The 1966 satiric musical comedy It's a Bird…It's a Plane…It's Superman, with a score by Charles Strouse (music) and Lee Adams (lyrics), will appear in March 2013. Although there have been recent revisions to the script and score (and a regional production in 2010), artistic director Viertel told Playbill.com that the idea of Encores! is to present the original versions of properties, though there are always discussions with artistic teams and estates about changes or new versions. (Merrily We Roll Along, presented by Encores! earlier this year, for example, used a revised version of the show, not its 1981 script and score.) The Encores! tradition has been to "adapt" the books of shows, paring scripts down to bare storytelling.
It's a Bird…It's a Plane…It's Superman, which flirts with a contemporary '60s sound ("It's Super Nice," "It's Superman") while indulging in musical comedy pastiche ("So, Long Big Guy," "You've Got What I Need"), includes the breakout song "You've Got Possibilities," first introduced by Linda Lavin.
The show, based on the comic-book hero, has a libretto by David Newman and Robert Benton, who would later co-write the screenplay for the 1978 movie "Superman" starring Christopher Reeve. The original production was directed by Harold Prince.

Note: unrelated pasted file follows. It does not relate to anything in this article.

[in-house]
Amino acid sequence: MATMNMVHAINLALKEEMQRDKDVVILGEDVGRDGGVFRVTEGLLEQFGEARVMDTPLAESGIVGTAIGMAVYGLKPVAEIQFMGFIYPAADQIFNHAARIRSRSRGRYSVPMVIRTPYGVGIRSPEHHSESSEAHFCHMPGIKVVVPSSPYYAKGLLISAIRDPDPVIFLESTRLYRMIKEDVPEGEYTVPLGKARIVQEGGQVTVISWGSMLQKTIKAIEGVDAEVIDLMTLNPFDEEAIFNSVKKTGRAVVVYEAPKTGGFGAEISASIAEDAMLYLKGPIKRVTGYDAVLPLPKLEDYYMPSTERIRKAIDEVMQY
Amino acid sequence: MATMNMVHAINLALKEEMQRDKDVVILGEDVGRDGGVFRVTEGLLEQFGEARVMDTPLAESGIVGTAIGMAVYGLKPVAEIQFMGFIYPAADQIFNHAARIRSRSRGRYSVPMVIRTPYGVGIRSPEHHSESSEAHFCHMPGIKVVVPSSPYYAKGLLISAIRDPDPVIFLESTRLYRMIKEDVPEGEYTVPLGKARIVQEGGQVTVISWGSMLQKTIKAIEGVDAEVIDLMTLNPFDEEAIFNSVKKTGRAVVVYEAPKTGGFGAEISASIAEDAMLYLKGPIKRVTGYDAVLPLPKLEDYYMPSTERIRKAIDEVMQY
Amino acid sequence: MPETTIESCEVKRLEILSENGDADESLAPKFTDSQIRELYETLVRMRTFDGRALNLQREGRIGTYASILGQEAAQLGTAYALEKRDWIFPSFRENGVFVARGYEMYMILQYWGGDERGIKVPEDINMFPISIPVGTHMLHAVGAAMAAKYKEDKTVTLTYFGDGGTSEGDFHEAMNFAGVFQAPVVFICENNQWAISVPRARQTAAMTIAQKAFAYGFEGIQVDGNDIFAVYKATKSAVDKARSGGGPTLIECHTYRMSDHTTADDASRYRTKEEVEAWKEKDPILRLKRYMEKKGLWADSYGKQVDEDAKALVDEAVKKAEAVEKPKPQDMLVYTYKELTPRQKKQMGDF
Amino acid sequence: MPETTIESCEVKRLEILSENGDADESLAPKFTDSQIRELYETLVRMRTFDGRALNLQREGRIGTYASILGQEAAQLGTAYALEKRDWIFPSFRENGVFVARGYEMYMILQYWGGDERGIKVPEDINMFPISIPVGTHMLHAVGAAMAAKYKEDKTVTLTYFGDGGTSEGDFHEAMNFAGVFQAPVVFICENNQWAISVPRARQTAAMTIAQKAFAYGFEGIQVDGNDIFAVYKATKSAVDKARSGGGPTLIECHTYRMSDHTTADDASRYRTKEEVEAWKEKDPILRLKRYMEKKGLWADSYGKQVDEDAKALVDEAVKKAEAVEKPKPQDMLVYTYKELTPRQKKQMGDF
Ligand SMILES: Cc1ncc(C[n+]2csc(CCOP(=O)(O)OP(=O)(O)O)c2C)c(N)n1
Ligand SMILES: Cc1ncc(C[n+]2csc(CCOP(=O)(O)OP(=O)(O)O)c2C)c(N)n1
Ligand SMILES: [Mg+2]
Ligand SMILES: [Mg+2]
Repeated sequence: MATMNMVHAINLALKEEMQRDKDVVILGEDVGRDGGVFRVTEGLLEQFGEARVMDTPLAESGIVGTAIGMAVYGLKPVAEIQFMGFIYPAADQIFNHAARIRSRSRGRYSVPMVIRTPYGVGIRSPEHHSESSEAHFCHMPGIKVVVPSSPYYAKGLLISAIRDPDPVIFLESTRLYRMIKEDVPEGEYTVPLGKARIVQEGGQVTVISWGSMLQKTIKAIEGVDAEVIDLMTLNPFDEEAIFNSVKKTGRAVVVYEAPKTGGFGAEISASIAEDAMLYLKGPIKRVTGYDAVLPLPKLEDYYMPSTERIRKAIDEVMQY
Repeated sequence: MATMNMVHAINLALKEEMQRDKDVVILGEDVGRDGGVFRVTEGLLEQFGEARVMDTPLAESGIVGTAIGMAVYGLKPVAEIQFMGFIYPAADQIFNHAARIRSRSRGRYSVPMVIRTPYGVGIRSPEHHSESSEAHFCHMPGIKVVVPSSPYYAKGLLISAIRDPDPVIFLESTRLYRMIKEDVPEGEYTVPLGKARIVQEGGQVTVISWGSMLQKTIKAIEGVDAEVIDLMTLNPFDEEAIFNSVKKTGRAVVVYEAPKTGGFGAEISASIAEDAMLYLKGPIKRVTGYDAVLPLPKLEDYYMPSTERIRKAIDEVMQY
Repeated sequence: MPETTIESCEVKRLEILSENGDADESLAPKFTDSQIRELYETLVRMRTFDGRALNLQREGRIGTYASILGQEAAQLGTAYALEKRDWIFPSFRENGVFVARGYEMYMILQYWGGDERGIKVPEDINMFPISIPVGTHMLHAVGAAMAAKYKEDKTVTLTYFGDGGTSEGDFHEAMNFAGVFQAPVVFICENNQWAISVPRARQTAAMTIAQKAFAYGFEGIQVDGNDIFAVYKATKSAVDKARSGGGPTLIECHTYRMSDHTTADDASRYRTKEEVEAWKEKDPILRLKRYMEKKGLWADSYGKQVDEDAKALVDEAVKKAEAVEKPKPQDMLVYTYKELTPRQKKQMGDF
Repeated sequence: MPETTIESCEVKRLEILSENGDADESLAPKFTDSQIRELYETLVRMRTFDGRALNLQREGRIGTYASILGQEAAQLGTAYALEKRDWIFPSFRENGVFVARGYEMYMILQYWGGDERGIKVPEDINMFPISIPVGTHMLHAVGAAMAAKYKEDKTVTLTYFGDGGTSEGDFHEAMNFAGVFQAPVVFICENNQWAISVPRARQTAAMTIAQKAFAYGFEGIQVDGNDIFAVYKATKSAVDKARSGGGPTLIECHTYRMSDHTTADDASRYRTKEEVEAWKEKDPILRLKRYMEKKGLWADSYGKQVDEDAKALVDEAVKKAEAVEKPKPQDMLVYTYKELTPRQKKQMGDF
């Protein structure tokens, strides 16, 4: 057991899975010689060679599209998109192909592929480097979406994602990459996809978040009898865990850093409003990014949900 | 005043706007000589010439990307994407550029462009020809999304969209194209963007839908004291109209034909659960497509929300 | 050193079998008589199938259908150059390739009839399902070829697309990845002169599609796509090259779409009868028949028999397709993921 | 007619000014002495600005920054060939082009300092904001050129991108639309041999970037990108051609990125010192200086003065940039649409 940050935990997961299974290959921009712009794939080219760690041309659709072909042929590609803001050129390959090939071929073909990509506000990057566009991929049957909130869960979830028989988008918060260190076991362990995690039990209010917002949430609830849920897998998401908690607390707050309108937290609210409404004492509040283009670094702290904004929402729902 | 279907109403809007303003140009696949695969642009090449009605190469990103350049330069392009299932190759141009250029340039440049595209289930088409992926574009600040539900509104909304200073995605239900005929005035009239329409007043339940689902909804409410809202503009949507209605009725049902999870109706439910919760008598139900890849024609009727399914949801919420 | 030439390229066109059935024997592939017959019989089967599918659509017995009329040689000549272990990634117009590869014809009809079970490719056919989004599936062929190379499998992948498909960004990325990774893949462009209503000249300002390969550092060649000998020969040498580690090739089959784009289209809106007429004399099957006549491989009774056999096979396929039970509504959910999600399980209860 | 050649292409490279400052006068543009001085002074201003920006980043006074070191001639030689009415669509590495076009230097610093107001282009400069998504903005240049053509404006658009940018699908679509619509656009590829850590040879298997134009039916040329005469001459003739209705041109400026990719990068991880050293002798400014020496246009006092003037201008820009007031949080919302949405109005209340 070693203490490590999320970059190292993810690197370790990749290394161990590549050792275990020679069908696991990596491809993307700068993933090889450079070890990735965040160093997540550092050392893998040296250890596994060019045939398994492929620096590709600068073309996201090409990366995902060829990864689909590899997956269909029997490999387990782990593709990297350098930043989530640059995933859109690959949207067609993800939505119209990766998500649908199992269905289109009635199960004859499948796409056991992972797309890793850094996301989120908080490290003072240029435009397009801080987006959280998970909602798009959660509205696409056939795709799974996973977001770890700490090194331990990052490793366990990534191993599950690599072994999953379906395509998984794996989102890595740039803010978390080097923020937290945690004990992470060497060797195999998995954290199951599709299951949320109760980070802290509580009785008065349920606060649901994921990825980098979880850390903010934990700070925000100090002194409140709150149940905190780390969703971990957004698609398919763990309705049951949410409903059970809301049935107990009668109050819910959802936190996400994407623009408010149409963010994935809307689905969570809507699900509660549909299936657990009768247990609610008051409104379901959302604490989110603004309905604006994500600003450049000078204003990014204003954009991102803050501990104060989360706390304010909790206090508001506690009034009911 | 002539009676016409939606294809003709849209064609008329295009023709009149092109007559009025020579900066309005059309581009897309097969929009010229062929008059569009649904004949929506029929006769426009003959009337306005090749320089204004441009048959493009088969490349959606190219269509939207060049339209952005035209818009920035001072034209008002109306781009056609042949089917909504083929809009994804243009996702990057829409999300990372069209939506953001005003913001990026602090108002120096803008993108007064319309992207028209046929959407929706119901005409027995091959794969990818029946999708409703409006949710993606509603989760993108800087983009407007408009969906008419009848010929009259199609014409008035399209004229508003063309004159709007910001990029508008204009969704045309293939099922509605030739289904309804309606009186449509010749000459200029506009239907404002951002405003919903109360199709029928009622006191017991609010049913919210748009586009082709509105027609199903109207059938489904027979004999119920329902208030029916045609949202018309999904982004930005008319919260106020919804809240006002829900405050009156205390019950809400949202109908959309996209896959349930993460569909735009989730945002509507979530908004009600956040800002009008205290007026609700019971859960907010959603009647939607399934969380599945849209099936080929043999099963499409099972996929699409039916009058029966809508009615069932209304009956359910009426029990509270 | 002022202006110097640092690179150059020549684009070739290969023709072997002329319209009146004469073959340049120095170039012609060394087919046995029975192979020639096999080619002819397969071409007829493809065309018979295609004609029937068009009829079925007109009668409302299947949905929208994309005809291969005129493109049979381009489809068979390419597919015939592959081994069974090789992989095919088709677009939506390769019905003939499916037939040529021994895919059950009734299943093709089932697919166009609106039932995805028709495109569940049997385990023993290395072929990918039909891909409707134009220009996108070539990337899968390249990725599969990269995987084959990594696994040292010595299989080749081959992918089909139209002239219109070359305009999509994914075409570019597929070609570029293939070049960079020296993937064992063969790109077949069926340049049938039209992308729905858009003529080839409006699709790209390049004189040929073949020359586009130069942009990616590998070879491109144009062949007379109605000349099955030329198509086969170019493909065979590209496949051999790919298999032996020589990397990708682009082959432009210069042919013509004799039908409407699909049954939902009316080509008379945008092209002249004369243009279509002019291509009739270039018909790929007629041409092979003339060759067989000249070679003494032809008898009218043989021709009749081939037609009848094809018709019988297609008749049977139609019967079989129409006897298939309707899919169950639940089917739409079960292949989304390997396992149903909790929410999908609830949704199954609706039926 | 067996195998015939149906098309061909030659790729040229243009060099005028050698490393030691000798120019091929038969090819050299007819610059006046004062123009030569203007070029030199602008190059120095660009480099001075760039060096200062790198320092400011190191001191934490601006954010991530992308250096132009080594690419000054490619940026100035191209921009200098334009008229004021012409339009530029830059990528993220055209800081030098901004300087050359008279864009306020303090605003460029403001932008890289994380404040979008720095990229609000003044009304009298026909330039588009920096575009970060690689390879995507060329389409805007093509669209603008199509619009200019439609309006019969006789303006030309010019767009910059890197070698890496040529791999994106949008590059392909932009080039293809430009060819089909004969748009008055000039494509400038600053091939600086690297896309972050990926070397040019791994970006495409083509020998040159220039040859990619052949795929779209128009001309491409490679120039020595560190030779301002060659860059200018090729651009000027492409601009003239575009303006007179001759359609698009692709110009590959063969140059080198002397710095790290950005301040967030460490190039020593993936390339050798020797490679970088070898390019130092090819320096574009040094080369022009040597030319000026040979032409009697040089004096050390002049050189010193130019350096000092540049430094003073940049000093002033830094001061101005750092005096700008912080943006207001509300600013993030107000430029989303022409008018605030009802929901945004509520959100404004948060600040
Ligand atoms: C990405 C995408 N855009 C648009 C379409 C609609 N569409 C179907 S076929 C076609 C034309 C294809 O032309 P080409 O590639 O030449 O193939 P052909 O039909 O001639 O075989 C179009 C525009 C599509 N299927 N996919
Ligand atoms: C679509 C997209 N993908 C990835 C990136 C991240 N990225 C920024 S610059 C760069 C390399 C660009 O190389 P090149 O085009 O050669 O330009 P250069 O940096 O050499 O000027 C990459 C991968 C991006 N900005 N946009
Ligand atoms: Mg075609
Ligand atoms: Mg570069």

Encores! music director Rob Berman will music-direct both Fiorello! and It's a Bird...It's a Plane...It's Superman. Former Encores! music director Rob Fisher will return to conduct On Your Toes.
On Your Toes, the 1936 musical that gave the world the standards "It's Got to Be Love," "Quiet Night," "There's a Small Hotel," "Glad To Be Unhappy" and the title tune, will appear in May 2013. It has a book by George Abbott, Richard Rodgers and Lorenz Hart; music by Richard Rodgers and lyrics by Lorenz Hart. The original production was choreographed by George Balanchine and included two ballets — "La Princess Zenobia Ballet" and the famous "jazz ballet" called "Slaughter On Tenth Avenue." Viertel said On Your Toes is expected to be one of the most dance-heavy shows in the history of Encores! (choreography details will be announced).
Encores! bills the show as "an improbable mix of gangsters, vaudeville and classical ballet, and was the first musical to successfully integrate classical dance into the Broadway musical format." In 1983, Abbott himself staged a Broadway revival of the work, retaining the show's original style, choreography and orchestrations (by Hans Spialek). It won the Tony for Best Revival of a Musical. A cast album and national tour followed.